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Baton Rouge chefs and restaurateurs predict 2016 food trends


The year 2015 brought Baton Rouge several deliciously exciting food trends—it was a year of charcuterie, farm-to-table cuisine and gourmet grilled cheeses. It was a year of “concept” restaurants and bars such as The River Room and City Pork Kitchen & Pie. It was a year of craft beers, seasonal cocktails and all things organic.

Looking ahead, Capital City chefs share their predictions on food trends in Baton Rouge for 2016—the trends they think just might change the local culinary scene.


Savory desserts:
Allie Offner of Cupcake Allie sees a blurring of the line between desserts and non-desserts. She predicts a sweet-salty merge in 2016 and is working on a line of savory cupcakes and plated desserts to launch in the new year.

Farm-to-table cuisine:
A trend that swept Baton Rouge in recent years is likely to keep growing in 2016. Bite & Booze blogger Jay Ducote says he sees more slow food restaurants popping up in the area. Restaurants similar to Table Kitchen and Bar will continue to gain steam and companies like Indie Plate will help bridge the gap between farmers and chefs to make sourcing local easier. 

Slow fish: 
Following other slow food trends such as pork and vegetables, Slow Food Baton Rouge board member Robert Munson says slow fish is up next. Because the slow fish movement seeks to support local and sustainable fishing communities, Munson says local and underutilized fish such as sheepshead will begin appearing on Baton Rouge menus.

Veggies as the main course: 
Beausoleil co-owner and executive chef Nathan Gresham and Munson say Baton Rouge vegetables will become the stars of well-rounded dishes. The growing interest in local farming, rising beef prices, seasonal cuisine and health concerns will lead to menu items such as squash and zucchini “steaks,” Munson says.

The demand for clean foods: 
A phenomenon that touched the Capital City in 2015 is predicted to take off in 2016. Munson says more and more restaurants, even fast-casual ones, will relentlessly promote hormone- and antibiotic-free proteins, local produce and health and environmentally conscious ingredients.

The food truck trend in Baton Rouge has lost some steam, but many say a permanent food truck "park" will help encourage more food trucks in the city. File photo
The food truck trend in Baton Rouge has lost some steam, but many say a permanent food truck “park” will help encourage more food trucks in the city. File photo

Culinary collectives:
Food trucks—and potentially a food truck park—and indoor/outdoor food markets will gain more traction in 2016, Ducote predicts. Baton Rouge grocers will host more pop-up markets and events like beer, wine and pop-up dinners will continue to grow.

Mid City hub:
Government Street and the rest of Mid City, particularly Capitol Heights, will continue to grow as a destination neighborhood for restaurants, bars and other food outlets, Ducote predicts. The area garnered attention in late 2015 with the addition of Tredici Bakery, Simple Joe Cafe and plans for a new Cupcake Allie, Chef Chris Wadsworth’s Gouter and a beer garden.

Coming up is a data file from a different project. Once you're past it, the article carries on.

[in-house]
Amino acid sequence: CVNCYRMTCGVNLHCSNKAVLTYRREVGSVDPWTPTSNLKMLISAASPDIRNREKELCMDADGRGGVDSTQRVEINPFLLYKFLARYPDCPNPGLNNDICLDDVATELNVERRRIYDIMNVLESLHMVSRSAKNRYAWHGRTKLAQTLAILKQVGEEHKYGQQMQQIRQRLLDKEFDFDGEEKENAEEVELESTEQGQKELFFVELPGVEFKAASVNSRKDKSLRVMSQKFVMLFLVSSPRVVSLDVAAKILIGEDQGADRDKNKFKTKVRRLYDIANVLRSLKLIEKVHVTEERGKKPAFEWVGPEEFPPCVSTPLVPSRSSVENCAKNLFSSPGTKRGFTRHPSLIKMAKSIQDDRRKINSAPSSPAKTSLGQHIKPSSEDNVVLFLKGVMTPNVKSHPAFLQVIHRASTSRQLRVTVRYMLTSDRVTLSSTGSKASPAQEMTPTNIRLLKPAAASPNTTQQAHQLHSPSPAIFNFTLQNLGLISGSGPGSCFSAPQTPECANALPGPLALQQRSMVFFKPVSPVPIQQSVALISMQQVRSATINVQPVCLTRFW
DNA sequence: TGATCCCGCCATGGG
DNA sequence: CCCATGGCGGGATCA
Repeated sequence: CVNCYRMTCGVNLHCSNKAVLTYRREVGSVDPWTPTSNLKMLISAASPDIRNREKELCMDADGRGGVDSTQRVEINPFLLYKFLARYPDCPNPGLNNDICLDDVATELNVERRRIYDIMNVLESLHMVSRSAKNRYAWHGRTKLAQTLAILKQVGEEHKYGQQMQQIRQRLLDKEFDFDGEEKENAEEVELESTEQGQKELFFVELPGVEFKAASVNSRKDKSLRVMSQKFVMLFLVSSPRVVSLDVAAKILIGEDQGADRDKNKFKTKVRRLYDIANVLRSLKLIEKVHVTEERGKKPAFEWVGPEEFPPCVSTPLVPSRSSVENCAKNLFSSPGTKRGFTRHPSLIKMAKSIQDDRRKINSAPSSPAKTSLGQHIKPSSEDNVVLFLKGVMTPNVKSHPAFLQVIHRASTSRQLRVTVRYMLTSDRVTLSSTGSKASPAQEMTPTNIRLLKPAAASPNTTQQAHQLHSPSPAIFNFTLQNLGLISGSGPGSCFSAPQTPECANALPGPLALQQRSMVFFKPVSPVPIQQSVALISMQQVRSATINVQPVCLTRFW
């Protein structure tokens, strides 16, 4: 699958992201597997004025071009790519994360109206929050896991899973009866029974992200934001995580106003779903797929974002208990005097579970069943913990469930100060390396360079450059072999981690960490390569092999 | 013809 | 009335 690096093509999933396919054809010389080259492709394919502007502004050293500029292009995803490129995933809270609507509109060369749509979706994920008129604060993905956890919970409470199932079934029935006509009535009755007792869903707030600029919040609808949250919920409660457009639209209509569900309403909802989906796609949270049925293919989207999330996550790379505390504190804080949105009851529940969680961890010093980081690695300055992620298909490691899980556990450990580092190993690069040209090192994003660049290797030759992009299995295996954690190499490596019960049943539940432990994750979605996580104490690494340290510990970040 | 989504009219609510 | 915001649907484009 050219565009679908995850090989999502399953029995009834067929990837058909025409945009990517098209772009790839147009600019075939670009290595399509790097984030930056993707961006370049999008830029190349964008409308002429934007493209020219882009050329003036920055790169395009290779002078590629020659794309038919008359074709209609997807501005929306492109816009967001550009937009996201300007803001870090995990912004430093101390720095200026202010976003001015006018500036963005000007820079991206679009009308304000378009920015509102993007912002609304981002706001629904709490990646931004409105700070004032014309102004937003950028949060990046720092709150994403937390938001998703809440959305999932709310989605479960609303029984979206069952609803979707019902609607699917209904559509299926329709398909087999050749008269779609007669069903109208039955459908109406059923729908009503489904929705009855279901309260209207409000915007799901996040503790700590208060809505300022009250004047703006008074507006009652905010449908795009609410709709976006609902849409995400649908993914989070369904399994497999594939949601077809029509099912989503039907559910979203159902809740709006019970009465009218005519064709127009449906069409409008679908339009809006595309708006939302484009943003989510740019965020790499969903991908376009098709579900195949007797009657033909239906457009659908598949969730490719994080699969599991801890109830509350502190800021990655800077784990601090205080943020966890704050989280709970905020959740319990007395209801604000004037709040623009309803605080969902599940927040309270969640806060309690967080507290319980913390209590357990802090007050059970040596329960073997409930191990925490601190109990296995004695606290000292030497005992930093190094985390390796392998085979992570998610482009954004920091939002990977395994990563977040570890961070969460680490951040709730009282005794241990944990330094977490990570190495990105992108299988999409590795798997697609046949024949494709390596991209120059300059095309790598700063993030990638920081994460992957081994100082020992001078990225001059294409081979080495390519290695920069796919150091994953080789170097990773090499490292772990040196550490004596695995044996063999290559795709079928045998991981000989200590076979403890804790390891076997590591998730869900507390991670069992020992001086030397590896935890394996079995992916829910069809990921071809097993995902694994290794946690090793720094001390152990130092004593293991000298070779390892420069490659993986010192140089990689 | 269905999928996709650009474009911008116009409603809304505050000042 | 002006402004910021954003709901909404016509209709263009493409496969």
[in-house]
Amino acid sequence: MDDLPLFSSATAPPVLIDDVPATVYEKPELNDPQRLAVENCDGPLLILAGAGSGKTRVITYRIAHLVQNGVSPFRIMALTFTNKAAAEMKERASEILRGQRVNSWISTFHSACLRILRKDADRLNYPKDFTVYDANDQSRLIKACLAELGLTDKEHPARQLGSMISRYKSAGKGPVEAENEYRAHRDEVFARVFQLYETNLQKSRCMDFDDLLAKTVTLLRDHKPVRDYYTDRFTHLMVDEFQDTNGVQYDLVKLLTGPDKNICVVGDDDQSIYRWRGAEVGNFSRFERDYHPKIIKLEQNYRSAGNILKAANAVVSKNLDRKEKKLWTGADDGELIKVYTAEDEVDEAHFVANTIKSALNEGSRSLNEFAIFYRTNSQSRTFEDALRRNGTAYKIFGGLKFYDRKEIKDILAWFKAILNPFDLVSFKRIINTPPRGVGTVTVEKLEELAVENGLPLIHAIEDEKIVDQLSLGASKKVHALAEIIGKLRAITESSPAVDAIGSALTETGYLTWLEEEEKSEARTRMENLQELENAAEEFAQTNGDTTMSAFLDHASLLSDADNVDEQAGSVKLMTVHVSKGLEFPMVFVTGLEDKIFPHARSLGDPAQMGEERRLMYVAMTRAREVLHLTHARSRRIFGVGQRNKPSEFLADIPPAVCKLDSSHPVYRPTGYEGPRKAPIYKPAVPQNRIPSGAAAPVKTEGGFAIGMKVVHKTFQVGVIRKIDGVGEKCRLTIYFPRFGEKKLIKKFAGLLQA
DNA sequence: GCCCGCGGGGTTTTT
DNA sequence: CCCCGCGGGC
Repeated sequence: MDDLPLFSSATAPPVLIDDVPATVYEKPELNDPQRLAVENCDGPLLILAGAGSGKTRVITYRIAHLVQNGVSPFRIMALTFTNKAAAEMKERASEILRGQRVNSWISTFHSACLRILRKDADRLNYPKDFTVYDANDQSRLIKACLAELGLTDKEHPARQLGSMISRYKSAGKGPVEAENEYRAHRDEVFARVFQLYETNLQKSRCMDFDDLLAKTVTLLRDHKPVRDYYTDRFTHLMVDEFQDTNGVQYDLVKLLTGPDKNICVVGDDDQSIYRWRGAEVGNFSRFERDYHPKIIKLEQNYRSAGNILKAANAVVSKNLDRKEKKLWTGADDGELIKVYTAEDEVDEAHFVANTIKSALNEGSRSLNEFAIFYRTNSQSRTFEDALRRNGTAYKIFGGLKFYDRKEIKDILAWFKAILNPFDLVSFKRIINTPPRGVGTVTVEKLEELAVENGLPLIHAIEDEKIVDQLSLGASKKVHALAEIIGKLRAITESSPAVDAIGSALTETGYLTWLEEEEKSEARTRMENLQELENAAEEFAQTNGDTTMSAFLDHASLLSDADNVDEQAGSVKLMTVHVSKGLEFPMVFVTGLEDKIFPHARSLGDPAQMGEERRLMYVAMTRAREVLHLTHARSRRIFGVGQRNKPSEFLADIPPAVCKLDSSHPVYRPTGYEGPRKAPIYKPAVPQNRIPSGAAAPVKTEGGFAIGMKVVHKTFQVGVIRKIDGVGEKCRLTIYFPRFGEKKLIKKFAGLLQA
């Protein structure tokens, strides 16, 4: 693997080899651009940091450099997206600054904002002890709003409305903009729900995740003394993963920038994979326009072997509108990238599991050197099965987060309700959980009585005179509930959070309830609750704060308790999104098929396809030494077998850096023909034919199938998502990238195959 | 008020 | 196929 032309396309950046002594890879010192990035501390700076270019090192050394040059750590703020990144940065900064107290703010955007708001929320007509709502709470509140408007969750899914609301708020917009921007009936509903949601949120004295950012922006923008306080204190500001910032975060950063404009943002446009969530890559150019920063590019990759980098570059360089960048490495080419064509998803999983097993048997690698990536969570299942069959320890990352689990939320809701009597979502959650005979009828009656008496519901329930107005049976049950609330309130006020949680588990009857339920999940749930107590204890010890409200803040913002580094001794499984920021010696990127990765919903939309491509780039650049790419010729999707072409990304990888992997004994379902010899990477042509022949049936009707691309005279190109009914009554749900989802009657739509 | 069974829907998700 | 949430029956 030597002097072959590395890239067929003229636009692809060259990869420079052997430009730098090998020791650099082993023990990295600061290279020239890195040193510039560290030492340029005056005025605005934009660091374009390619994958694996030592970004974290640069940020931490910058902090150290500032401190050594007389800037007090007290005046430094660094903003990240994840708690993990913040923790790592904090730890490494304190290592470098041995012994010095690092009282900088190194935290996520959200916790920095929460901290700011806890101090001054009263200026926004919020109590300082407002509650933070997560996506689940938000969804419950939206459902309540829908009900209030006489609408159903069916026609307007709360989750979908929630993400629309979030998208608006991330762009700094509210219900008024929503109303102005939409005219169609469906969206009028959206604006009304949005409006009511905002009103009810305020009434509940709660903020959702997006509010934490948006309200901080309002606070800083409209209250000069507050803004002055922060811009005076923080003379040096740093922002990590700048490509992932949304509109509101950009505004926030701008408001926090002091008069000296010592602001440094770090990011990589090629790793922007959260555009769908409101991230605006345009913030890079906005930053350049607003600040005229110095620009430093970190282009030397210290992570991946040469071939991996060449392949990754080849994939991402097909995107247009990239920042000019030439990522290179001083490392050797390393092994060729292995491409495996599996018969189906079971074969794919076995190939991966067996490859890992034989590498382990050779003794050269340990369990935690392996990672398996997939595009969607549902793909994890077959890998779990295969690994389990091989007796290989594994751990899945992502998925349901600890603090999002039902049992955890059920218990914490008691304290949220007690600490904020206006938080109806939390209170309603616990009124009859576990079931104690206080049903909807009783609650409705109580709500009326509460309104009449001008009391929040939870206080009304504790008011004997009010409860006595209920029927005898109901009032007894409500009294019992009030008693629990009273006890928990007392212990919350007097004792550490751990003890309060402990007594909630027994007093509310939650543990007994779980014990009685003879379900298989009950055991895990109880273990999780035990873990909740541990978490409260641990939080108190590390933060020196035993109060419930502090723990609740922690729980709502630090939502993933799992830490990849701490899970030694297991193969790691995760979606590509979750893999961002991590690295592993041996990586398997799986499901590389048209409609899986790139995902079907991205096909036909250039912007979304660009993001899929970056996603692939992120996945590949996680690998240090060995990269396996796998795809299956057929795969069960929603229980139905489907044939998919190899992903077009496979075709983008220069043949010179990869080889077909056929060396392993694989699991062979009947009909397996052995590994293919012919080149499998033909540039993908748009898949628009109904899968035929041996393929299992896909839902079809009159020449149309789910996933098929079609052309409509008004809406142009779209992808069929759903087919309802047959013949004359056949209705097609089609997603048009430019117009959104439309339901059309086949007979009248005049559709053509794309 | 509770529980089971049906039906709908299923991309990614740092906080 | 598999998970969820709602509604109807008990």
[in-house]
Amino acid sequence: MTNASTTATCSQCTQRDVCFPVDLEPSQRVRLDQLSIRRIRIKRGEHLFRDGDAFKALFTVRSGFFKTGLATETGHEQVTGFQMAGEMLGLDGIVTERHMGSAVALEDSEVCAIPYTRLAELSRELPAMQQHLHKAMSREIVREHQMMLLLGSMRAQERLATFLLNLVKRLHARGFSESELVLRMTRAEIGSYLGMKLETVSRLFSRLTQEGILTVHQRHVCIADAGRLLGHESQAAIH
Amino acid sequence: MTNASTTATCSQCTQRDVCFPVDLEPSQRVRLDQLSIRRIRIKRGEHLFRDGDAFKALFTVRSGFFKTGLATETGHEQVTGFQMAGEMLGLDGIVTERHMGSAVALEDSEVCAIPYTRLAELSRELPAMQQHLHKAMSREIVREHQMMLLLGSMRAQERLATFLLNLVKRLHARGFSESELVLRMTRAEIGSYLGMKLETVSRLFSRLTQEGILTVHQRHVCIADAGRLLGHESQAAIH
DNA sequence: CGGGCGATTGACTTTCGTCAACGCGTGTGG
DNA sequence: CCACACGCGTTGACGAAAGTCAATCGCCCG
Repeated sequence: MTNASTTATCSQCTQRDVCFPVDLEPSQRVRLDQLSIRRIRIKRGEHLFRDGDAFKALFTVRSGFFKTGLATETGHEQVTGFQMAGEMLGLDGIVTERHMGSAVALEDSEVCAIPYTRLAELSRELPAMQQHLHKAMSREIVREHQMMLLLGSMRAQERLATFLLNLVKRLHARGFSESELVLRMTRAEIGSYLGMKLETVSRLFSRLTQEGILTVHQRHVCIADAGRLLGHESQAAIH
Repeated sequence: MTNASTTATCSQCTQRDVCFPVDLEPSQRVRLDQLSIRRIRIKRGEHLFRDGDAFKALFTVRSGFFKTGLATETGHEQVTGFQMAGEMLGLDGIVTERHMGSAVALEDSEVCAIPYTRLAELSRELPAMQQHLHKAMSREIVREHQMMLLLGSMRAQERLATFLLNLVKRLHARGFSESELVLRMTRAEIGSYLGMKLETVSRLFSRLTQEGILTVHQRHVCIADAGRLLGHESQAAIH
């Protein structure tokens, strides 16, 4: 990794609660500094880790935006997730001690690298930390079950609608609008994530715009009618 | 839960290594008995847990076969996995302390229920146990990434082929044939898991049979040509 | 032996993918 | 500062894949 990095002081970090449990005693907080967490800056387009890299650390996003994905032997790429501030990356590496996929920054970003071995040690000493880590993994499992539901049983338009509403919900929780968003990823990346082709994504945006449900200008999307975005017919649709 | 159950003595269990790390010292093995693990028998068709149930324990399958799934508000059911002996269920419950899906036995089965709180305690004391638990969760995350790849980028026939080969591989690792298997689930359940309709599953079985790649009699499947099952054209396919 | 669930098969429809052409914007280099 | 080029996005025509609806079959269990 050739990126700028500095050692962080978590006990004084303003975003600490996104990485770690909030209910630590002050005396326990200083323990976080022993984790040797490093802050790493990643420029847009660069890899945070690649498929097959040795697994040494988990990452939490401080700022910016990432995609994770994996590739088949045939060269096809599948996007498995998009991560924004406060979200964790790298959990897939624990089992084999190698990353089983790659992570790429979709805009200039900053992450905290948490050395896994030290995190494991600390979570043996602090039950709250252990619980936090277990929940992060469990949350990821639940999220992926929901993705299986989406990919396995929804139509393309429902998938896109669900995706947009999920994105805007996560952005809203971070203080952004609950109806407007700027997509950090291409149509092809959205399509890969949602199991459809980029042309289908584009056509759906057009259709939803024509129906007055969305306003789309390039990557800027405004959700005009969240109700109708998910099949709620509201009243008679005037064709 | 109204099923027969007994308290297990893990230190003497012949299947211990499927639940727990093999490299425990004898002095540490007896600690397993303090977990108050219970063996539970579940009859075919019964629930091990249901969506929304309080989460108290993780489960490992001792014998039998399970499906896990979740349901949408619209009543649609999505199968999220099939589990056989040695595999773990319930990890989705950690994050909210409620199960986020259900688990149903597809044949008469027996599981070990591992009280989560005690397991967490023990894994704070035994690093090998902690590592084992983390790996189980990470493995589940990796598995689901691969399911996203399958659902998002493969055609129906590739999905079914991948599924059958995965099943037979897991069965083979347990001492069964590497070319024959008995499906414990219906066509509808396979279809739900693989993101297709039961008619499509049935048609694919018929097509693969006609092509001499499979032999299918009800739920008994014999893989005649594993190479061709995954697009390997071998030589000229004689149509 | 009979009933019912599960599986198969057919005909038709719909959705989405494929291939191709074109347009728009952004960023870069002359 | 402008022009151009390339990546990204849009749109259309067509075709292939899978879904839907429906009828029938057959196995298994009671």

Wild boar:
Gresham says he thinks Baton Rougeans will begin to see a lot of wild boar on restaurant menus. The state recently gave permission to vendors to sell the animal, so Gresham predicts it will become a popular protein.

Seasonal menus:
Like Beausoleil and Table do already, Gresham and Munson say more restaurants will begin featuring seasonal menus. In conjunction with the farm-to-table trend, Baton Rouge restaurants may offer updated menus as produce availability changes. Munson says Baton Rougeans are becoming more aware that seasonal menus mean fresher food.

Back to the basics: 
The complicated cocktail trend, along with widespread excitement over high-end whiskeys, will phase out during 2016, River Room owner Brad Watts predicts. Watts says he thinks the new year will bring a demand for more straightforward and classic drinks.

Ethnic foods and spicy spices: 
The Greek/Lebanese cuisine craze may shift to the Middle East and Africa in the upcoming year. Gourmet Girls owner and chef Katia Mangham says authentic African dishes such as chicken yassa (a Senegalese dish prepared with onion and lemon) and jollof rice (similar to paella) will become popular, and chefs will incorporate spicier flavors into their cuisine using spice mixes such as hanout and harissa. Munson says Middle Eastern cuisine has trended in the rest of the U.S. and is finally making its way to Baton Rouge, bringing dishes like shakshuka (an egg dish poached in tomato sauce) and khachapuri (cheese-filled bread).

Table Kitchen and Bar's vegan option: Spiced acorn squash with couscous, chermola, tahini, sunflower and zaatar. Photo by Amy Shutt
Table Kitchen and Bar’s vegan option: Spiced acorn squash with couscous, chermoula, tahini, sunflower and zaatar. Photo by Amy Shutt


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